Bringing together researchers, practitioners and policy makers working with migrants, refugees and asylum seekers in Scotland
Poppy Kohner reports back from the GRAMNet post-graduate research trip to Camas, Isle of Mull.
I cannot tell you the real story of the GRAMNet trip to CAMAS.
I cannot tell you because not only was the experience so unique from one person to another, but also because it is impossible to describe; the kind of pedagogies in practice at Camas cannot be reduced to language. It felt as if we were engaging in a conversation without words – a rare treat among the busy daily routine of university life.
Camas, on the South West coast of the Isle of Mull, is part of the Iona Community, and a place where young people from disadvantaged backgrounds can go to experience what it is like to live relatively cut off from taken for granted amenities, to connect with nature, do exciting activities such as rock climbing and kayaking, and take part in the day-to-day workings of community – such as eating together, tending to the garden, feeding chickens, cleaning toilets and washing dishes.
On 17th May 2014, GRAMNet sponsored sixteen of us who are researching, teaching or working in personally and politically charged topics to visit Camas, and join in the community there.
Our story started when we arrived in the pouring rain to walk 1 km along the rickety and muddy path to the Camas centre. Sam, the youngest member of our group at nearly fifteen months old travelled in comparative comfort in his buggy, protected from the rain and strapped into a wheel-barrow with bungee ropes in a make-shift sedan chair. For the rest of us, getting absolutely drenched and wind-swept was the beginning of a process of stripping off the layers of city-life which build up over time in the concrete metropolis where we normally dwell.
No electricity, no phone connection or sometimes even no hot water made us appreciate the little things; like warm homemade scones in the morning; the subtle changes in light as dusk sets in; or simply a cup of tea and a seat by the wood burning stove in a candle lit room. These invisible layers from the city which continued to be shed over the three days on Mull represented individual casings of resilience, protecting us from the busy and hyper-stimulating rhythms of the city.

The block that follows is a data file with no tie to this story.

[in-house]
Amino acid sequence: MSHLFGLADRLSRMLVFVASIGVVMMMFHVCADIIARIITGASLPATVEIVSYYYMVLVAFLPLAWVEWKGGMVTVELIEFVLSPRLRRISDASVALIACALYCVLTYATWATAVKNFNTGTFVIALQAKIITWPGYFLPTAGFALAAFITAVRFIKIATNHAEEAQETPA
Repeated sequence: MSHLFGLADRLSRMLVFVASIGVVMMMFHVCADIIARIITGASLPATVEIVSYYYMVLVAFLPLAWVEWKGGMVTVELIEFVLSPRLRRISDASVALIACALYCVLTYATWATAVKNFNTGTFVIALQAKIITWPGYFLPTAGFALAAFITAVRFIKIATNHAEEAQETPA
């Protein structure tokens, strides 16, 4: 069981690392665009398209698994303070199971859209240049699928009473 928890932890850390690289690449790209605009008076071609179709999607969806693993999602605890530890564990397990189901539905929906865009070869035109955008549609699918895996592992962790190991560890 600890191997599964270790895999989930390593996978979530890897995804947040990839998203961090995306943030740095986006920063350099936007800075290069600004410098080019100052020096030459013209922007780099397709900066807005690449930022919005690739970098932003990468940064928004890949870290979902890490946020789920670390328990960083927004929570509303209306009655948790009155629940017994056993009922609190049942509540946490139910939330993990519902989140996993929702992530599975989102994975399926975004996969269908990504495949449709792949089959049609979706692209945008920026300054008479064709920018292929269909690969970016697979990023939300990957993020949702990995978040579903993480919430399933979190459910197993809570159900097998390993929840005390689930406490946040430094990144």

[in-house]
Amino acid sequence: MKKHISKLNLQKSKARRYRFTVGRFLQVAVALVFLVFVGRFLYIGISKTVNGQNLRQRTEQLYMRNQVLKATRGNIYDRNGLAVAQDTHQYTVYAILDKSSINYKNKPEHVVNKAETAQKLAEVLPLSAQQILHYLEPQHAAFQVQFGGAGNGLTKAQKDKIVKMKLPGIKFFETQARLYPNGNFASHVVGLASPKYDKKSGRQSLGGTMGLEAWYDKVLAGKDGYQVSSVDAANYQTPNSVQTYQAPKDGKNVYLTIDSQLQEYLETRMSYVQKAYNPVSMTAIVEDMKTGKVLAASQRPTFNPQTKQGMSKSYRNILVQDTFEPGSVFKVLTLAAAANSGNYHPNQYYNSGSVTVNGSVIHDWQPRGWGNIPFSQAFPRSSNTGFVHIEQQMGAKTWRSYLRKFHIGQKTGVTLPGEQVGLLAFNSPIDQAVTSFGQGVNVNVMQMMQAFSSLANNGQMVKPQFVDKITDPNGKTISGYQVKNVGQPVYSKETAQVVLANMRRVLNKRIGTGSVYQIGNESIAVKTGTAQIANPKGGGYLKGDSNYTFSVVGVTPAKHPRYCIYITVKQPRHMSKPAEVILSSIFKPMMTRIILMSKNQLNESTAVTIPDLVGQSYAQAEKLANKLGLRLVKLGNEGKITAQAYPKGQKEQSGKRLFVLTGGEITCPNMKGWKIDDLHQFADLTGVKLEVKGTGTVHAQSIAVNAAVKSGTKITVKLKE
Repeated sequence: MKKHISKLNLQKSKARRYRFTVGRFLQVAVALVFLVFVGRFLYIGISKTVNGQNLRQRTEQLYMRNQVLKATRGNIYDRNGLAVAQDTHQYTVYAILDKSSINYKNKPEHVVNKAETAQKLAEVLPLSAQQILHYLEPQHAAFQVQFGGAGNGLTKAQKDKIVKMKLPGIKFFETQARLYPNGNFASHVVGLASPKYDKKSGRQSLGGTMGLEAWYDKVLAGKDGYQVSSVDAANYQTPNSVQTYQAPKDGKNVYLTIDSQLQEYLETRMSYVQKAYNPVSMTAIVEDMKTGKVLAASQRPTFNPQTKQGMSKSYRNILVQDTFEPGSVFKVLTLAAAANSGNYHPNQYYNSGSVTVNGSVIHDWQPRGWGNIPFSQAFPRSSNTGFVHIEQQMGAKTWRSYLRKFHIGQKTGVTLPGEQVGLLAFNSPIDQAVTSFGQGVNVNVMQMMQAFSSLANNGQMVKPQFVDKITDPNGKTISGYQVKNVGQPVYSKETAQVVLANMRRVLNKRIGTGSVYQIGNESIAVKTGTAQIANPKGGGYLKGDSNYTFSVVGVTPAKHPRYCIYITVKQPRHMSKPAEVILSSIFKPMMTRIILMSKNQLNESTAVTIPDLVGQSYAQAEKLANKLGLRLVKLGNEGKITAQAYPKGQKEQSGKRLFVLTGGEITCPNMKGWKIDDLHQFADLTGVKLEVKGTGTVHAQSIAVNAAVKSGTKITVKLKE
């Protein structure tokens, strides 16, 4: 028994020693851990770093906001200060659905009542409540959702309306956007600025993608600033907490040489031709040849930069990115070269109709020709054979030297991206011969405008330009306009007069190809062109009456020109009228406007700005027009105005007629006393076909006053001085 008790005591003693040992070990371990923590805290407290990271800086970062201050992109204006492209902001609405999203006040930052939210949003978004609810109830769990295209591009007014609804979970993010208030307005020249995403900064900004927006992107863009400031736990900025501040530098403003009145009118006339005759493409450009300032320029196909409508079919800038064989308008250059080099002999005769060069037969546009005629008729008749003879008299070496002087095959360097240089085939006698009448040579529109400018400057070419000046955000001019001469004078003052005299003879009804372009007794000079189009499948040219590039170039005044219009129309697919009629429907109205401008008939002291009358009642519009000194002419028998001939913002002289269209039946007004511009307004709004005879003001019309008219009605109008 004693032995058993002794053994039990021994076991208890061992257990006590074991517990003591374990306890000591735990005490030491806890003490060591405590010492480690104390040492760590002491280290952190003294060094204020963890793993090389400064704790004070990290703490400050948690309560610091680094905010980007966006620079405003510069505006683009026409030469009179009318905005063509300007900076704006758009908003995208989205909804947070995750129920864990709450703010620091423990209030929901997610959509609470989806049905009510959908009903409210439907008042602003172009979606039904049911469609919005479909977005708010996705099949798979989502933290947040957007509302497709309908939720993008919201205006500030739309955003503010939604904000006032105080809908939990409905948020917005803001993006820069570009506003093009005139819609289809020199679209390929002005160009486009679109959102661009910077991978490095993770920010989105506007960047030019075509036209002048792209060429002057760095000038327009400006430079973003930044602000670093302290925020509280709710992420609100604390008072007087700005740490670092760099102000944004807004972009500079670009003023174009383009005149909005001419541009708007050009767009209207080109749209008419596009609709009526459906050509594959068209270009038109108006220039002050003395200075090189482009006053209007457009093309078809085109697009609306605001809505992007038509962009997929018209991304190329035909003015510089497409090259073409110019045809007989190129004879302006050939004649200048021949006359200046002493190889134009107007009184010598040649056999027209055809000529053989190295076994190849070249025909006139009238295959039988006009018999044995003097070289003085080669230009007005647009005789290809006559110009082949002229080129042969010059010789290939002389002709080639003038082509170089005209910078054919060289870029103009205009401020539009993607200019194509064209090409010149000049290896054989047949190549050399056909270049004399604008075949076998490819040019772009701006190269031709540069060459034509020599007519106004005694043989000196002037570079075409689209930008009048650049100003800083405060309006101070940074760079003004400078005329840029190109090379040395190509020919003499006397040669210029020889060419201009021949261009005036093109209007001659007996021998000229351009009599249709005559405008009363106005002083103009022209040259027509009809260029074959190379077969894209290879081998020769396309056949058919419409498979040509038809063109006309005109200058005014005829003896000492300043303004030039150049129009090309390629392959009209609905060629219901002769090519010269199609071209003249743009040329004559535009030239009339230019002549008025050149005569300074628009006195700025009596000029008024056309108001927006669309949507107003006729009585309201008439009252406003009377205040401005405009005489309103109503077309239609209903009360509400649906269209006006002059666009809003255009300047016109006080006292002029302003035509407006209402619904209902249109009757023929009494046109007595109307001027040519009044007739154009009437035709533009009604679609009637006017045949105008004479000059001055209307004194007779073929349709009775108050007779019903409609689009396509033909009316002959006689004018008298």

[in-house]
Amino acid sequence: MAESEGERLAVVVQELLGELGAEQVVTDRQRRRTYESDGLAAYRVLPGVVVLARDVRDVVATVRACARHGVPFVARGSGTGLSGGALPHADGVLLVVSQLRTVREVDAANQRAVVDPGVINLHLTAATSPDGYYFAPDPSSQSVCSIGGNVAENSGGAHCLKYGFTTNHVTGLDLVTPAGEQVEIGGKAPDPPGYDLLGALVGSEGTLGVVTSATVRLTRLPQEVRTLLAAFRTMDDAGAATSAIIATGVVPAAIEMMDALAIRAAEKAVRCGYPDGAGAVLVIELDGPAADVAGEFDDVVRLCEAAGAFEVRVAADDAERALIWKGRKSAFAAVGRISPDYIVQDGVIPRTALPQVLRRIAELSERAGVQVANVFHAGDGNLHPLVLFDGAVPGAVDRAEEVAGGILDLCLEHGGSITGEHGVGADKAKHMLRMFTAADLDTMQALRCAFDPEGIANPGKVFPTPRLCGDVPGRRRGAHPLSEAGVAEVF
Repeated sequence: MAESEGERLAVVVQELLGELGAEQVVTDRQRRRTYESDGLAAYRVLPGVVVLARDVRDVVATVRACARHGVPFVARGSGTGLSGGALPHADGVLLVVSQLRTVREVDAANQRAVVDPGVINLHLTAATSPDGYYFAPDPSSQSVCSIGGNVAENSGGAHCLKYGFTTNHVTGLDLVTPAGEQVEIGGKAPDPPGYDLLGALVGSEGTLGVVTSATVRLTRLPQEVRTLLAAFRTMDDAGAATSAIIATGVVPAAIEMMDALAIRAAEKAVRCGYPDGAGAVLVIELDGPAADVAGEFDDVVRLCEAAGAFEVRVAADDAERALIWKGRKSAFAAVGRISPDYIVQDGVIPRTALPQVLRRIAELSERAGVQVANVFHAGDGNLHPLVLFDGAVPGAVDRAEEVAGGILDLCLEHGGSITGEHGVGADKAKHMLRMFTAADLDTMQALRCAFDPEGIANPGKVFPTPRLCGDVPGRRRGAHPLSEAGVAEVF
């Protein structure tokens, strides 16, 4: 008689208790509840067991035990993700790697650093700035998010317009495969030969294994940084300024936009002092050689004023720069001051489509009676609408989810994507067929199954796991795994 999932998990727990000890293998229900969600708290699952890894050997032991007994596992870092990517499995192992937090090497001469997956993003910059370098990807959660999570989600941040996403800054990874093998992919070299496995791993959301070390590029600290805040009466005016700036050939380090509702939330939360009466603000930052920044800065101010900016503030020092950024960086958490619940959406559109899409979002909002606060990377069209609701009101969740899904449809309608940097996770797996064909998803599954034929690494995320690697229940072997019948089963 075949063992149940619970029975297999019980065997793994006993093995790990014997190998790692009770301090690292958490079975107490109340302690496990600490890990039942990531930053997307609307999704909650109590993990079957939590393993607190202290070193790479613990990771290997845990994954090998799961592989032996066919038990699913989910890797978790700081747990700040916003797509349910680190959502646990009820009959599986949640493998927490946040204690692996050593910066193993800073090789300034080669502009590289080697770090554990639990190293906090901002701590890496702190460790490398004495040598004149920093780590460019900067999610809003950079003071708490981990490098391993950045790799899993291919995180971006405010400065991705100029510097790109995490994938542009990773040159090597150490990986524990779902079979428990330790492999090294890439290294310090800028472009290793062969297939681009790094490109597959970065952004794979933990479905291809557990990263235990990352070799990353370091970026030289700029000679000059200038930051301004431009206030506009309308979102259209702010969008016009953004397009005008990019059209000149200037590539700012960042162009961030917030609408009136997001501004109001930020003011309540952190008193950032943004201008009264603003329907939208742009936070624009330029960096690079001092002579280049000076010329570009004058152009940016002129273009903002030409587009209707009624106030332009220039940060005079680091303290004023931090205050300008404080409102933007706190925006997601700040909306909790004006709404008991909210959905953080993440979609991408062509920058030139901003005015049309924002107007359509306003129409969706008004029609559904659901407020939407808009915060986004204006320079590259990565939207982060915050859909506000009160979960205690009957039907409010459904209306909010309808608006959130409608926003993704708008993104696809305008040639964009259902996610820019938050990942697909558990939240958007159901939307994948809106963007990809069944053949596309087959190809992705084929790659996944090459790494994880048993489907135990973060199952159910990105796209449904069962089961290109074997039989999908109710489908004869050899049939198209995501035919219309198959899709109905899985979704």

At Camas, helped along by exercises set by the friendly resident volunteers, and an Augusto Boal Theatre of the Oppressed workshop given by Isabel Harland from Govan and Craigton Integration Network, we opened ourselves to being vulnerable to each other, willing to take the responsibilities and risks which community and discovery depends upon. This relationship between vulnerability and resilience was explored in a workshop delivered by Nina Murray from the Scottish Refugee Council, which concluded in an exercise asking how can PhD research fulfil political goals, and be communicated back to research participants and wider audiences with impact and integrity, with the potential of contributing to policy or social change.
Becka Kay, representing GRAMNet, showed us the possibilities of Ketso as a tool for Participatory Action Research, which, she reminded us is more of an approach, than a method. This kind of sensitivity and care for how we conduct research also reflected the way in which people shared the space together on Mull, and will hopefully continue to make ripples in our ongoing PhD projects, and beyond.
For outdoor activities we split into two groups – half the group went kayaking on the eiree salt-marshes and around the beautiful pink granite formations of the coastline, to float in the evening sun, and the other half went wild-walking over bogs, meadows and rocks, with the two groups swapping over the next morning. On arrival to the sandy-white beach over the hill, some people jumped into the cold sea, as others drank hot chocolate.
On the last night, we sat around a fire in the roundhouse as a thunder and lightning storm brewed overhead. Reflecting together on our time at Camas, one of the volunteers echoed Becka’s workshop on Participatory Action Research when she told us that such an experience of community, spirit and relationship with nature that we had at Camas is not an exceptional episode to keep as a memory, but an approach to life.
Enlivening and remembering the connections between mind and body, life and work, and between the self and supportive research collectives, creates all sorts of cumulative creative possibilities for how and why we research, and in what ways we choose to step into the future.